"Thanks and thanks again to Him who offers to the man whom the sorrows of life have assaulted and left naked–offers to him the fig leaf of the Word with which he can cover his wretchedness." -Søren Kierkegaard

The Importance of Beggars

Posted in Day-To-Day, Photography by matt on Friday, October 7, 2011

Old beggar man checking out his beardRelating to beggars has always been difficult for me.

I’ve read books about it, I’ve studied the way Jesus related to the poor, and I’ve talked circles around the subject, but every time someone on the streets holds out an open palm, I still get that tight feeling in my stomach.

What will they use the money for? Should I just try to get to know them instead? Would they go with me to buy food? Should I even be asking myself these questions?!

Old beggar lady making a grab for my camera bag.

But despite the uncertainty, there is one thing I’m sure of, and I was recently reminded of it after encountering a couple of beggars in our city’s bazaar.

I need them as much–if not more–than they need me. In Matthew 25, Jesus talks about caring for the poor in stark terms. Right after talking about his return to rule the world and to set all things to rights (vs. 31-33), he uses caring for the needy as the litmus test for inheriting the Kingdom of God. Jesus even ups the stakes by saying that caring for the needy actually equals caring for him! So why do I need the poor? Because, if I can’t learn to love and identify with them, how will I ever understand the Kingdom–much less gain it!

What about you? What do you do when approached by a beggar? Anything you’ve learned or helpful scriptures you’d be willing to share?

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“Gospel” Meaning…What?

Posted in Questions For You, Theological by matt on Friday, August 14, 2009

Sooooo I’m just gonna come straight out with it: I’m not entirely sure what the term “gospel” means.

Yup, I said it.

I know some of my readers probably haven’t even heard the word, but for my fellow heritage English speakers around the world this is a pretty common term. It’s used to refer to a type of music, as a term for four books in the Bible, or as just an everyday word to describe something as being absolutely true. It’s a fairly common word.

And, of course, people with church background know that the term originates from the word euangelion meaning ‘good news’ or, more specifically, “the good news about Jesus Christ.” My dictionary simply defines gospel as “the teaching or revelation of Christ.”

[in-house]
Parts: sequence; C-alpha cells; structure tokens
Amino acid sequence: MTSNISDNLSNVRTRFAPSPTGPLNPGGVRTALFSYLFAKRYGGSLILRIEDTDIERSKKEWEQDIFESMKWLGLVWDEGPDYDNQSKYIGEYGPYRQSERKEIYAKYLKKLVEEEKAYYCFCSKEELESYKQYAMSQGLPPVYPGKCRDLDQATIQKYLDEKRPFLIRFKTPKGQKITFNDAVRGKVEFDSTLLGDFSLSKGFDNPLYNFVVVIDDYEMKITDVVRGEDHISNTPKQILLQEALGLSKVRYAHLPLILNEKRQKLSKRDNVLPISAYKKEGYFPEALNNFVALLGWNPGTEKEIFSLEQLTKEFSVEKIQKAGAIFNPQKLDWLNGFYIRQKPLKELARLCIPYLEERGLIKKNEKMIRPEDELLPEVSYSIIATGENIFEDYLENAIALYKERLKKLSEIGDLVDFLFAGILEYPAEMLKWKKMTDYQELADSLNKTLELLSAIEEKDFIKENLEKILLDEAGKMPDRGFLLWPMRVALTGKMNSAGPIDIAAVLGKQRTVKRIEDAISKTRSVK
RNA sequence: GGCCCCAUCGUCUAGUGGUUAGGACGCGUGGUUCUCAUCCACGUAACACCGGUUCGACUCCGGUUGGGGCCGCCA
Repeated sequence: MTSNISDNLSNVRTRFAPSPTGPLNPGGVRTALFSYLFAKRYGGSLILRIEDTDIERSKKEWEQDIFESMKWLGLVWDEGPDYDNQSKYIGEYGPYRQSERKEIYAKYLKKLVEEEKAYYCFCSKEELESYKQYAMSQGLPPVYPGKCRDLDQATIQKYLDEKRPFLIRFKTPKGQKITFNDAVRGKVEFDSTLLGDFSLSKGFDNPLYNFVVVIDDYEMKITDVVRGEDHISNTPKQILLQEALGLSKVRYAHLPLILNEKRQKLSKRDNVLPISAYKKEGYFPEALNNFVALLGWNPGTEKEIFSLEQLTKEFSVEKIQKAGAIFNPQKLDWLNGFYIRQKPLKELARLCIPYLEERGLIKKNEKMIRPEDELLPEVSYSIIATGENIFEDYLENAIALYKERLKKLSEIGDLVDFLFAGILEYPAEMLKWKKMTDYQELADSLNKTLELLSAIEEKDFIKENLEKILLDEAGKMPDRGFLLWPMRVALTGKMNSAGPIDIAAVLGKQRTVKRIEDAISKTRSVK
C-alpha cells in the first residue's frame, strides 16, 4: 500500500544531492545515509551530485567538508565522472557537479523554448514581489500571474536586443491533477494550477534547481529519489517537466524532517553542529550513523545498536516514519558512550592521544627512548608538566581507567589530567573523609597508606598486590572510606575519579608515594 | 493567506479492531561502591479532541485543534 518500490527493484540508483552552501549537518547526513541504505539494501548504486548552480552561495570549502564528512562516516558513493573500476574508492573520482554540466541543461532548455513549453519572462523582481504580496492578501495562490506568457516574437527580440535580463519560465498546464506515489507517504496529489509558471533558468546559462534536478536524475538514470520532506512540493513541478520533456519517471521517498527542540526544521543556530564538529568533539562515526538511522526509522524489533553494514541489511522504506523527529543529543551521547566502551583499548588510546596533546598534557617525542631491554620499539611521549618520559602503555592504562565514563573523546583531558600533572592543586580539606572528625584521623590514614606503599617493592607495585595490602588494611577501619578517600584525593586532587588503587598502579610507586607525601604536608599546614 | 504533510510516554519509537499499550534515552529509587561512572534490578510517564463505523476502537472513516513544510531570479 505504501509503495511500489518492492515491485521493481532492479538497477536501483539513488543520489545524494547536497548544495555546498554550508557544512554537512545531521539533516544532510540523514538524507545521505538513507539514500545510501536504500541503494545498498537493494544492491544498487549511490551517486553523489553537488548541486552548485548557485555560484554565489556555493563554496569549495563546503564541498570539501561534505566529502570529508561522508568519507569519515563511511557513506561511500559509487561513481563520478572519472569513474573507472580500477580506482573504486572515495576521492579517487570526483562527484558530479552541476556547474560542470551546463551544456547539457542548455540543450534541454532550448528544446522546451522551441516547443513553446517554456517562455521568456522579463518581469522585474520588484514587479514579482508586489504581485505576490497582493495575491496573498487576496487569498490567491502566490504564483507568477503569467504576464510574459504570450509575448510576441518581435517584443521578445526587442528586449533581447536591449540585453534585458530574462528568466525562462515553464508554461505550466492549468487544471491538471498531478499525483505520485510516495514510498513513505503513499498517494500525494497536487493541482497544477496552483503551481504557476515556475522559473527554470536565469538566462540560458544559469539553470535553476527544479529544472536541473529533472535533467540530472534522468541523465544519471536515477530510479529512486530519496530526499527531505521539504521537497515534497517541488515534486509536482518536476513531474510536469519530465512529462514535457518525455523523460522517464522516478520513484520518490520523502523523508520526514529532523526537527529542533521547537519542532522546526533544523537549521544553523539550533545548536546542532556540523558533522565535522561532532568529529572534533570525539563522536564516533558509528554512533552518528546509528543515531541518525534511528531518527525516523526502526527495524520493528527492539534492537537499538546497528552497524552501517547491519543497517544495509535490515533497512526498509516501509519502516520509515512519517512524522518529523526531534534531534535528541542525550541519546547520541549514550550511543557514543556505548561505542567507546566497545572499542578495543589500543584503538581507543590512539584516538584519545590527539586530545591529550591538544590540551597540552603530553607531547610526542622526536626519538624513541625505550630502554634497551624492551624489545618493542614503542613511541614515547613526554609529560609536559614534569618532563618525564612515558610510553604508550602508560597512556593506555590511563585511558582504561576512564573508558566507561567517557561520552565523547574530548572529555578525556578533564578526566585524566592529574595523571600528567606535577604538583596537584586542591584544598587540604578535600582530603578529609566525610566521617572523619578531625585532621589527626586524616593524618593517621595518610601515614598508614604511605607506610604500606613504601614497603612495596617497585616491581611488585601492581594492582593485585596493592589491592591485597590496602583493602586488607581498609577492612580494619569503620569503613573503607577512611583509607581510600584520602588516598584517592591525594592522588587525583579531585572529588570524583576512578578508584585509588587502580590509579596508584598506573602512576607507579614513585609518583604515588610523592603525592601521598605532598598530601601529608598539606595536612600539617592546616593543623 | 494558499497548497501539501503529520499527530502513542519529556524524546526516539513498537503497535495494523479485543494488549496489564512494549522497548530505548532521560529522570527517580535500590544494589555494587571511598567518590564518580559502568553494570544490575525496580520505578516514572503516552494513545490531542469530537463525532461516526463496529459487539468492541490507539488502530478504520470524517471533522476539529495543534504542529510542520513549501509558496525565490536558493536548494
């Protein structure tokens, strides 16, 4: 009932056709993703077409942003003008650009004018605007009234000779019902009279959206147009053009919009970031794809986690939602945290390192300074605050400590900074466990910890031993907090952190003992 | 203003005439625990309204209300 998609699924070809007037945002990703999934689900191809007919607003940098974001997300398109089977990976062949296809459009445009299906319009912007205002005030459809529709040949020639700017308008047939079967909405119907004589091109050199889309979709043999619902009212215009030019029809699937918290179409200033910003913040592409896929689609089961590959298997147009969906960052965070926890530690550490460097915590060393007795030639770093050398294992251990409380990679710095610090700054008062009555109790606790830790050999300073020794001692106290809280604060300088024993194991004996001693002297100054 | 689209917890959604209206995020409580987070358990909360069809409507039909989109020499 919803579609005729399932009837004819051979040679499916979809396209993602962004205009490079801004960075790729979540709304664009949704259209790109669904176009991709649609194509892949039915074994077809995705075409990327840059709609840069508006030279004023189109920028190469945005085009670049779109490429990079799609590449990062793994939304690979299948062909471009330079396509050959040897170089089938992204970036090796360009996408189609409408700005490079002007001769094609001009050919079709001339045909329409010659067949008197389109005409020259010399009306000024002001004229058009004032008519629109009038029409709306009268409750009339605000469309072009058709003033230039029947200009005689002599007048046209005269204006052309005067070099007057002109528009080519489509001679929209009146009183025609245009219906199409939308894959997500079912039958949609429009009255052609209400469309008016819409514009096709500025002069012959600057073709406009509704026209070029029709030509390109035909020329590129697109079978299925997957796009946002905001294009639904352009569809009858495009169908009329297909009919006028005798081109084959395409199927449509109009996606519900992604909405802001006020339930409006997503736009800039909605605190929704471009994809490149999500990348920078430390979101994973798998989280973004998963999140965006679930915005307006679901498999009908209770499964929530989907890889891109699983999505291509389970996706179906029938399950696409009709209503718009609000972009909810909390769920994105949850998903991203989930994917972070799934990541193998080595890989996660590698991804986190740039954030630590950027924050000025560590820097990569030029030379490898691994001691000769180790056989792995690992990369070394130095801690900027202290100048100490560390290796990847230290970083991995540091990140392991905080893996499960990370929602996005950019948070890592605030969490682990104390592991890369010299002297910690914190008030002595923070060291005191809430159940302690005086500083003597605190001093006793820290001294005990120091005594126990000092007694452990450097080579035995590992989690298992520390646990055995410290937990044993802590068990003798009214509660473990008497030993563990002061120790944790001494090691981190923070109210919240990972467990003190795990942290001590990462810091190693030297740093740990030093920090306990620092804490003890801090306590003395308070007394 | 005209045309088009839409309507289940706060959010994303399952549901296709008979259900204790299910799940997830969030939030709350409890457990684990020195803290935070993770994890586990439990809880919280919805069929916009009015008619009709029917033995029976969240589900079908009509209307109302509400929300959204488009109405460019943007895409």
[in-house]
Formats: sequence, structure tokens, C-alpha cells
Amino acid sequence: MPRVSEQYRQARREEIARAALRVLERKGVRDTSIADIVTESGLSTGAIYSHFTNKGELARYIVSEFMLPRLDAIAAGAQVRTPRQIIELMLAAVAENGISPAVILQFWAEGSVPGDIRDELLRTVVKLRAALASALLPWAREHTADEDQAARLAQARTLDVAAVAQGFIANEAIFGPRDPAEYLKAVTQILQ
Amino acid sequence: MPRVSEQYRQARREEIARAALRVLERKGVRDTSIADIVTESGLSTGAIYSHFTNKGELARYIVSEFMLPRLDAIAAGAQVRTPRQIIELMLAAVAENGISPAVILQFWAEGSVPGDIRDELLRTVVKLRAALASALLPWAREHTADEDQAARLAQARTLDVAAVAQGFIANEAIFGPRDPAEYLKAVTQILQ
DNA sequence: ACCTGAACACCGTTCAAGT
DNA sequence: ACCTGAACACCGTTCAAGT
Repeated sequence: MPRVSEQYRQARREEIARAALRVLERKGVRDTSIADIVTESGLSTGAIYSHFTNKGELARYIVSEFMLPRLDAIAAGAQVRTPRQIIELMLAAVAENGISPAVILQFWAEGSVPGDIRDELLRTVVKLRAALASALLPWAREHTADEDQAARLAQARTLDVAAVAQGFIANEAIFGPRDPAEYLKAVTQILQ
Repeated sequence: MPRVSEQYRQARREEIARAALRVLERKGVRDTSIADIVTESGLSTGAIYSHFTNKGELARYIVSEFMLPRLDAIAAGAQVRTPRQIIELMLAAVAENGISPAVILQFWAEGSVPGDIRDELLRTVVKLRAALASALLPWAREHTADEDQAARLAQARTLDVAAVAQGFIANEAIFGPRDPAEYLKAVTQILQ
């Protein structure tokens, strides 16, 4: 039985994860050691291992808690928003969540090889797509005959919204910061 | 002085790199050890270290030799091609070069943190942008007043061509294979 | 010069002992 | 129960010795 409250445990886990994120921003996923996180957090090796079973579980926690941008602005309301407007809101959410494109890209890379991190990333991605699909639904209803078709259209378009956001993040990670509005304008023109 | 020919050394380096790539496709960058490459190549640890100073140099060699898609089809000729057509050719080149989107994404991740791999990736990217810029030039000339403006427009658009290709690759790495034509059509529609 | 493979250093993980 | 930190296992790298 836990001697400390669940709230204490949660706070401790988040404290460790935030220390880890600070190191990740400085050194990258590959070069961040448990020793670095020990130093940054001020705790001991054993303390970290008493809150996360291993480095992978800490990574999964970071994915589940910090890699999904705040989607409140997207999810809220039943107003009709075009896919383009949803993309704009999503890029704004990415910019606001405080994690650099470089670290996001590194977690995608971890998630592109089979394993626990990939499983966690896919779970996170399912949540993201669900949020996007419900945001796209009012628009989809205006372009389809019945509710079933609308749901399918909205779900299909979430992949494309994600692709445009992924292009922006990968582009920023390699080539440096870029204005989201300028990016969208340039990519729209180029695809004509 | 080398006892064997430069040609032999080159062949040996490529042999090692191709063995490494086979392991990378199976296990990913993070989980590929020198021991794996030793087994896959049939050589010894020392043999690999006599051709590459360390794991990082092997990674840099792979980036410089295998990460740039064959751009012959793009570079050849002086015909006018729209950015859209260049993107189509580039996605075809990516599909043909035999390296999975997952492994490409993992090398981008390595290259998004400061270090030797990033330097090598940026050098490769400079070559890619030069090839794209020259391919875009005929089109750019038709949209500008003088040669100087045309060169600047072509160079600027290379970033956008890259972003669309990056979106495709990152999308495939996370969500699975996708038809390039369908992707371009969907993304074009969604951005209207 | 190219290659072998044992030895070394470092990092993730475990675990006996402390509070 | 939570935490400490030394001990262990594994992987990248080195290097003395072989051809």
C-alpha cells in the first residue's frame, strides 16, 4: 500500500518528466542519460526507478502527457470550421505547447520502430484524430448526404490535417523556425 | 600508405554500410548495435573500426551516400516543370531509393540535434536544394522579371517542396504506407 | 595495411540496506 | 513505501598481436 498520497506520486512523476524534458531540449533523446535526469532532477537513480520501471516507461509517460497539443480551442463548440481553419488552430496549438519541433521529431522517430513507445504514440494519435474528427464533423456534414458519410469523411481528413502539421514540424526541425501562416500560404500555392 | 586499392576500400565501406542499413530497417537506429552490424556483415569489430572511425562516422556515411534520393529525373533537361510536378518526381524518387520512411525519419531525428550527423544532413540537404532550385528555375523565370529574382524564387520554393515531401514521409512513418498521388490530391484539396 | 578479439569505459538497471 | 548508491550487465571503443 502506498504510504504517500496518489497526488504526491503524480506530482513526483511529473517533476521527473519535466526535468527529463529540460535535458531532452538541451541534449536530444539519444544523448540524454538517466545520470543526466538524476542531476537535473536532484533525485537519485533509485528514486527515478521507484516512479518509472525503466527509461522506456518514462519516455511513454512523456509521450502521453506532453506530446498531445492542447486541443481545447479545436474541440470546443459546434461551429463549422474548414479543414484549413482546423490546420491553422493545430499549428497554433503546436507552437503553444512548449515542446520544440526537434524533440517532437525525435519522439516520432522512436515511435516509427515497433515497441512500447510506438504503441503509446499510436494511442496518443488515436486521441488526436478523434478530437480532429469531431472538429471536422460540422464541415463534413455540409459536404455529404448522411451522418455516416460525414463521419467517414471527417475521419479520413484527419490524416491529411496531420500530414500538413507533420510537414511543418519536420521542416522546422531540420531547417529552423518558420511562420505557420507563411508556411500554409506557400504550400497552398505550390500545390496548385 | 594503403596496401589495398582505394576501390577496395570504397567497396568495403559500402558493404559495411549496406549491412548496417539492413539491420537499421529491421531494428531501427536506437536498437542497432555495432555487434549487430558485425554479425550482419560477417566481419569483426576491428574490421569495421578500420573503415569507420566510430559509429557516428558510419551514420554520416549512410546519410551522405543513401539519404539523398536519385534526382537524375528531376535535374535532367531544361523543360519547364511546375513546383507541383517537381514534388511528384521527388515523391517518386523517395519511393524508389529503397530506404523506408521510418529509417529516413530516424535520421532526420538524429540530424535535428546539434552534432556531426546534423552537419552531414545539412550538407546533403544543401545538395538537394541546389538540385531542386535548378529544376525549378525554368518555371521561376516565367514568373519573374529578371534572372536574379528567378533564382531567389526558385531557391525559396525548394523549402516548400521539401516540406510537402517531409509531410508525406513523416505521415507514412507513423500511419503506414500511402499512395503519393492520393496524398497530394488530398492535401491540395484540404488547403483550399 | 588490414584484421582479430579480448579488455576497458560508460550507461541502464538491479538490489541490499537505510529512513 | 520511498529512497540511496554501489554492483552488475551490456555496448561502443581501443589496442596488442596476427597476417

So what’s the good news? What are these teachings and revelations? That may be the most important question a person can ask when considering the Christian faith.

In my experience, this question has almost always been answered by quoting – whether it be directly or indirectly – Paul’s definition in 1 Corinthians 15:1-4.

Now I would remind you, brothers, of the gospel I preached to you, which you received, in which you stand, and by which you are being saved, if you hold fast to the word I preached to you – unless you believed in vain. For I delivered to you as of first importance what I also received: that Christ died for our sins in accordance with the Scriptures, that he was buried, that he was raised on the third day in accordance with the Scriptures, (ESV)

Blood given for the forgiveness of sins. It’s the classic substitutionary-atonement interpretation of Paul. And this is a glorious, fundamental part of our faith. But what about what Jesus says about the gospel? Does it differ? In Mat. 4:23a it says,

And he went throughout all Galilee, teaching in their synagogues and proclaiming the gospel of the kingdom… (ESV)

What gospel is that?

Jesus talked a lot more about the ‘gospel of the kingdom’ than he did about the gospel of substitutionary-atonement that we see in Paul – isn’t that significant? I don’t consider them opposed to one another, but what the heck is the ‘gospel of the kingdom’?! That’s a new gospel to me. And there are so many other passages where Jesus is either teaching, preaching or referencing ‘the gospel’ (Mat. 9:35, Mark 1:14, Mark 10:29, etc.)

But Jesus obviously wasn’t running around telling people, “I’m going to die for your sins (in your place) and come alive again on the 3rd day and thus conquer death. Believe and trust in me!”

So what “good news” was he telling people? How do we understand these different uses of the term ‘gospel’ and how do they tie together?

(This isn’t rhetorical, by the way. I could use some insight.)